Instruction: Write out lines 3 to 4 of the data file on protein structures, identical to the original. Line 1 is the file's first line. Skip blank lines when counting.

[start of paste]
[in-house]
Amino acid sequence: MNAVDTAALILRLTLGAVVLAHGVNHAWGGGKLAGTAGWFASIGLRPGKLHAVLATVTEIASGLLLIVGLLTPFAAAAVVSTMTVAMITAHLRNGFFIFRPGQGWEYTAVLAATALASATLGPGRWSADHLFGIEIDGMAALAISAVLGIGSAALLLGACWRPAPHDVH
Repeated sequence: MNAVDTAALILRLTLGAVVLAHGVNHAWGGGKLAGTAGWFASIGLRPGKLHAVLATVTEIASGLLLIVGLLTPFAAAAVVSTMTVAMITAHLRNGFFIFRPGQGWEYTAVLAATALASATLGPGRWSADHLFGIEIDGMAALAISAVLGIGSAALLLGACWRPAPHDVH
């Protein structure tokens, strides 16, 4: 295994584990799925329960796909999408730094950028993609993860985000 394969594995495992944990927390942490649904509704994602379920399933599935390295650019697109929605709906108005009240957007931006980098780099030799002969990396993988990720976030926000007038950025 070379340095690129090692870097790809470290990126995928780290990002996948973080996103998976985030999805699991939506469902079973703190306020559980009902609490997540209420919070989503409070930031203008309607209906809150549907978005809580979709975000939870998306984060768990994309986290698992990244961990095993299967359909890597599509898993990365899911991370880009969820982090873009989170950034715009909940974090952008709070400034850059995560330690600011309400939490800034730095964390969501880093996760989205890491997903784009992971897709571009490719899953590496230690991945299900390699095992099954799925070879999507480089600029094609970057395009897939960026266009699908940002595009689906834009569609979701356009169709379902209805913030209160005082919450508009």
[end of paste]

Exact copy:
Repeated sequence: MNAVDTAALILRLTLGAVVLAHGVNHAWGGGKLAGTAGWFASIGLRPGKLHAVLATVTEIASGLLLIVGLLTPFAAAAVVSTMTVAMITAHLRNGFFIFRPGQGWEYTAVLAATALASATLGPGRWSADHLFGIEIDGMAALAISAVLGIGSAALLLGACWRPAPHDVH
């Protein structure tokens, strides 16, 4: 295994584990799925329960796909999408730094950028993609993860985000 394969594995495992944990927390942490649904509704994602379920399933599935390295650019697109929605709906108005009240957007931006980098780099030799002969990396993988990720976030926000007038950025 070379340095690129090692870097790809470290990126995928780290990002996948973080996103998976985030999805699991939506469902079973703190306020559980009902609490997540209420919070989503409070930031203008309607209906809150549907978005809580979709975000939870998306984060768990994309986290698992990244961990095993299967359909890597599509898993990365899911991370880009969820982090873009989170950034715009909940974090952008709070400034850059995560330690600011309400939490800034730095964390969501880093996760989205890491997903784009992971897709571009490719899953590496230690991945299900390699095992099954799925070879999507480089600029094609970057395009897939960026266009699908940002595009689906834009569609979701356009169709379902209805913030209160005082919450508009």